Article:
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Al Capone Throws Me a Curve by Gennifer Choldenko
Beyond: the Queer Sci-Fi & Fantasy Comic Anthology edited by Sfé R. Monster
Birding Is My Favorite Video Game by Rosemary Mosco
Border Markers by Jenny Ferguson
Buried in Books by Kate Carlisle
The Cat of the Baskervilles by Vicki Delany
Chicks Dig Time Lords edited by Lynne M. Thomas
Click'd by Tamara Ireland Stone
Comics Will Break Your Heart by Faith Erin Hicks
Dim Sum of All Fears by Vivien Chien
Disney Manga: Magical Dance Volume 1 by Nao Kodaka
Drum Roll, Please by Lisa Jenn Bigelow
Ghostbusters: Crossing Over by Erik Burnham and Dan Schoening
Here and Now and Then by Mike Chen
Lost in the Labyrinth by Patrice Kindl
Old City Hall by Robert Rotenberg
The Neighbors Are Watching by Debra Ginsberg
On the Come Up by Angie Thomas
The Penderwicks on Gardam Street by Jeanne Birdsall
The Sign in the Smoke by Carolyn Keene
Song for a Whale by Lynne Kelly
Summerlost by Ally Condie
Swap'd by Tamara Ireland Stone
Sweet Legacy by Tera Lynn Childs
Tigers in Red Weather by Liza Klaussmann
Tiny Infinities by J.H. Diehl
To Night Owl from Dogfish by Holly Goldberg Sloan and Meg Wolitzer
Tops & Bottoms by Janet Stevens
The Weight of Our Sky by Hanna Alkaf
Which Big Giver Stole the Chopped Liver? by Sharon Kahn
Yellow Brick War by Danielle Paige

Miscellaneous
Curating while reading
February 2019 Sources
February 2019 Summary
It's Monday! What Are You Reading? (March 04)
It's Monday! What Are You Reading? (March 11)
It's Monday! What Are You Reading? (March 18)
It's Monday! What Are You Reading? (March 25)
The slippery slope of trying to read current
When February is three months long

Road Essays
FF00CC: orphans in the maze of the city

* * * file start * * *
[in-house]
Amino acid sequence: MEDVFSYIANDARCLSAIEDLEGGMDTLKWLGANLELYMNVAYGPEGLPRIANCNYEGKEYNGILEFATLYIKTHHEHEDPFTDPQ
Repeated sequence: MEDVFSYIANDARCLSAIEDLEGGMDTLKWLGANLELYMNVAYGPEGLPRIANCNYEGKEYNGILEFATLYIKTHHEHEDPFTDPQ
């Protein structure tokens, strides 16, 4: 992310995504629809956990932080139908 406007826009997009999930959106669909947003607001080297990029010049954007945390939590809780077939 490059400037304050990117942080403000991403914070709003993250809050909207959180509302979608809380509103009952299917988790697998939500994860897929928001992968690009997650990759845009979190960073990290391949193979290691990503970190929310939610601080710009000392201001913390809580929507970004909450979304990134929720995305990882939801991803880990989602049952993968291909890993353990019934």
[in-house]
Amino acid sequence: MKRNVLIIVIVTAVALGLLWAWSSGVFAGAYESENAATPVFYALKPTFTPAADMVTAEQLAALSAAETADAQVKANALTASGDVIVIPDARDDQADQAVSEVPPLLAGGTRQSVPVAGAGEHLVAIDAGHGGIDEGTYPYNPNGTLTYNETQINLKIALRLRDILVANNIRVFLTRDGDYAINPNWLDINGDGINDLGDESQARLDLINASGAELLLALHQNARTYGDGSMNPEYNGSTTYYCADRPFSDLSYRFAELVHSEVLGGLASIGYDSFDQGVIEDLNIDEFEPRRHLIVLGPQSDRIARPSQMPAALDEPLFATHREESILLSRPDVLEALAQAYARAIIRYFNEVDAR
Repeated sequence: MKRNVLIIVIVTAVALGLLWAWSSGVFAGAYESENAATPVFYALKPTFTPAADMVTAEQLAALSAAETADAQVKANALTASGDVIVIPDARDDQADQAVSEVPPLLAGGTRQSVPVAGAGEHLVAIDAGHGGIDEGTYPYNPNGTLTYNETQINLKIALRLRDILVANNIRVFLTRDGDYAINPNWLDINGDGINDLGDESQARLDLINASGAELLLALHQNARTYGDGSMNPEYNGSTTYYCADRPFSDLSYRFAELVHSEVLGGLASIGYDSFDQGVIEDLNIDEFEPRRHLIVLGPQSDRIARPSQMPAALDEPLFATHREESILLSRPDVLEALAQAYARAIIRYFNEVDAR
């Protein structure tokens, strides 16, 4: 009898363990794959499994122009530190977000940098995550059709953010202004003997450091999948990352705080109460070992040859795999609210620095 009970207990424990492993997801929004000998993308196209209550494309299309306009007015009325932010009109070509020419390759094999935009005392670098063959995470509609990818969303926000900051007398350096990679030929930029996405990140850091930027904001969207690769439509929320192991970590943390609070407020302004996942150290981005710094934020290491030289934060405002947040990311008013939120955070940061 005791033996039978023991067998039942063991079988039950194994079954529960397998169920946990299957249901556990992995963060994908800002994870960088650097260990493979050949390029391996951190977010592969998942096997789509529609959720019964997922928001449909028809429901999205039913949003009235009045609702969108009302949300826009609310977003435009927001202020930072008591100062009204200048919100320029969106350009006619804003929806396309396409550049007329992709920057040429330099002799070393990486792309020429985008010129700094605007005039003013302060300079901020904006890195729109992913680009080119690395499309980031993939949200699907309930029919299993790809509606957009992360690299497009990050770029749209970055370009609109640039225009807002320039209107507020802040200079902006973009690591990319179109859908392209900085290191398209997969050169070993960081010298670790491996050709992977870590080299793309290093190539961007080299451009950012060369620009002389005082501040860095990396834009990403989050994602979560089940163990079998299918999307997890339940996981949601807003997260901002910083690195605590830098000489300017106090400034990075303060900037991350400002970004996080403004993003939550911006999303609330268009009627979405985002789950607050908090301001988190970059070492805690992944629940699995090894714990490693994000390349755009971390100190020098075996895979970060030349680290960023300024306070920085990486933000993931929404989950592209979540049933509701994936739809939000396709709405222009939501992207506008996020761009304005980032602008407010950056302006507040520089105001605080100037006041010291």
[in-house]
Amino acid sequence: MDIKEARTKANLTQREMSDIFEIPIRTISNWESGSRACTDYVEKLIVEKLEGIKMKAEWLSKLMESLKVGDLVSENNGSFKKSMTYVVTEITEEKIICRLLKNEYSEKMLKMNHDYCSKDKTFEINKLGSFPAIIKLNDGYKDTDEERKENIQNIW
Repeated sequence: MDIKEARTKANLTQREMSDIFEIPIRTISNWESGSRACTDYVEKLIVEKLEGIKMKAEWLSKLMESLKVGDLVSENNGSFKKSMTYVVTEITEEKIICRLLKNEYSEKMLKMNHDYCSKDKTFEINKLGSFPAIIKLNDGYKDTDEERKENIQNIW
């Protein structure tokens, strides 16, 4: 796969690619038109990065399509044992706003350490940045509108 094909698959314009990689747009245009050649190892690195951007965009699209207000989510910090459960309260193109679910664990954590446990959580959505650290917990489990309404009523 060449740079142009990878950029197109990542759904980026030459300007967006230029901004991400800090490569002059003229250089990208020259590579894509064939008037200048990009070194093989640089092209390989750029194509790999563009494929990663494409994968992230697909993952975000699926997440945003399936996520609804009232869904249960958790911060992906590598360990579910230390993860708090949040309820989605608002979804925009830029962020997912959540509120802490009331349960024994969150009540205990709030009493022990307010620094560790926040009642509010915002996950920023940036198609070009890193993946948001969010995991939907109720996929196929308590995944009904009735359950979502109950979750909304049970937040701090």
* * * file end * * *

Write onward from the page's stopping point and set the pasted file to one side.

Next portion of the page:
FF0099: an orphan in a city labyrinth: a close reading of Neil Gaiman's Neverwhere

FF0066: Orphans going offroad in the city

FF0033: An orphan's journey to the big city by way of the Blue Highway

Road Narrative Update for February 2019

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3 stars: Average
2 stars: OK
1 star: Did not finish

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Canadian Book Challenge: 2019-2020

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Tiny Infinities: 03/25/19

Tiny Infinities

Tiny Infinities by J.H. Diehl has a lot of plot threads that all come together with the summer fireflies. Alice has moved into her parents' Renaissance faire tent in the backyard. It's her safe place away from the chaos of her parents' divorce.

Next door a new family has moved in. Their daughter doesn't talk. She used to but stopped when she was in preschool. Now she needs constant supervision and Alice connects with her over the summer as she works part-time as her minder.

At school Alice is trying to beat her record for freestyle to make it on the school record board. But a new kid, Harriet, who is obsessed with the science fair, has some strong opinions about Alice's swimming.

All of these apparently separate plots come together in Alice's backyard. It's there that the fireflies come out. It's there that Piper says her first words after years of silence. It's there that Harriet embraces her love of science.

This book reads like a one coeur summer slice of life anime. Things happen around these children but there is no big narrative arc. There is no happy ending. There are just scenes of kids doing their best through good and bad.

Four stars

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